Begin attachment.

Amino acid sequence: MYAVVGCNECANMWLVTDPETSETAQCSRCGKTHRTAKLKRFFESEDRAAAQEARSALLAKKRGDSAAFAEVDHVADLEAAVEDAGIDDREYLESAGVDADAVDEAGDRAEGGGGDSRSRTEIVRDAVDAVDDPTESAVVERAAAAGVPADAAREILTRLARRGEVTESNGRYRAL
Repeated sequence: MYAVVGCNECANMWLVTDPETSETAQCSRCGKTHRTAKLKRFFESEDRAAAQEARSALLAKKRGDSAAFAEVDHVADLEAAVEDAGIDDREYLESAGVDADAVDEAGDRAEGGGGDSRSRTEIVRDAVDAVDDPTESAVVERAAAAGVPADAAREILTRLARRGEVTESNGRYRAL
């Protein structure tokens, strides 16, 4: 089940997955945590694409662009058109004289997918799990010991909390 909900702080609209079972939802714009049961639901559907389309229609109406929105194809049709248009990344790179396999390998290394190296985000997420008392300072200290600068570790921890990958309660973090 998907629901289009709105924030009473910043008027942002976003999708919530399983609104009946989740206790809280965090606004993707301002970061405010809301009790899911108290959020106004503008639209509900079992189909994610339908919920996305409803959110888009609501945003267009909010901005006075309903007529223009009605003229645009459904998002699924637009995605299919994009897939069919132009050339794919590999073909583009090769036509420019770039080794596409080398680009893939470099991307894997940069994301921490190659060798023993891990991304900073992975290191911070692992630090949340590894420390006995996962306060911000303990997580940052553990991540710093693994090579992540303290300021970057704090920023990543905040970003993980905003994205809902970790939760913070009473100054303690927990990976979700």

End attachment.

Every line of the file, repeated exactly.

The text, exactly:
Amino acid sequence: MYAVVGCNECANMWLVTDPETSETAQCSRCGKTHRTAKLKRFFESEDRAAAQEARSALLAKKRGDSAAFAEVDHVADLEAAVEDAGIDDREYLESAGVDADAVDEAGDRAEGGGGDSRSRTEIVRDAVDAVDDPTESAVVERAAAAGVPADAAREILTRLARRGEVTESNGRYRAL
Repeated sequence: MYAVVGCNECANMWLVTDPETSETAQCSRCGKTHRTAKLKRFFESEDRAAAQEARSALLAKKRGDSAAFAEVDHVADLEAAVEDAGIDDREYLESAGVDADAVDEAGDRAEGGGGDSRSRTEIVRDAVDAVDDPTESAVVERAAAAGVPADAAREILTRLARRGEVTESNGRYRAL
């Protein structure tokens, strides 16, 4: 089940997955945590694409662009058109004289997918799990010991909390 909900702080609209079972939802714009049961639901559907389309229609109406929105194809049709248009990344790179396999390998290394190296985000997420008392300072200290600068570790921890990958309660973090 998907629901289009709105924030009473910043008027942002976003999708919530399983609104009946989740206790809280965090606004993707301002970061405010809301009790899911108290959020106004503008639209509900079992189909994610339908919920996305409803959110888009609501945003267009909010901005006075309903007529223009009605003229645009459904998002699924637009995605299919994009897939069919132009050339794919590999073909583009090769036509420019770039080794596409080398680009893939470099991307894997940069994301921490190659060798023993891990991304900073992975290191911070692992630090949340590894420390006995996962306060911000303990997580940052553990991540710093693994090579992540303290300021970057704090920023990543905040970003993980905003994205809902970790939760913070009473100054303690927990990976979700």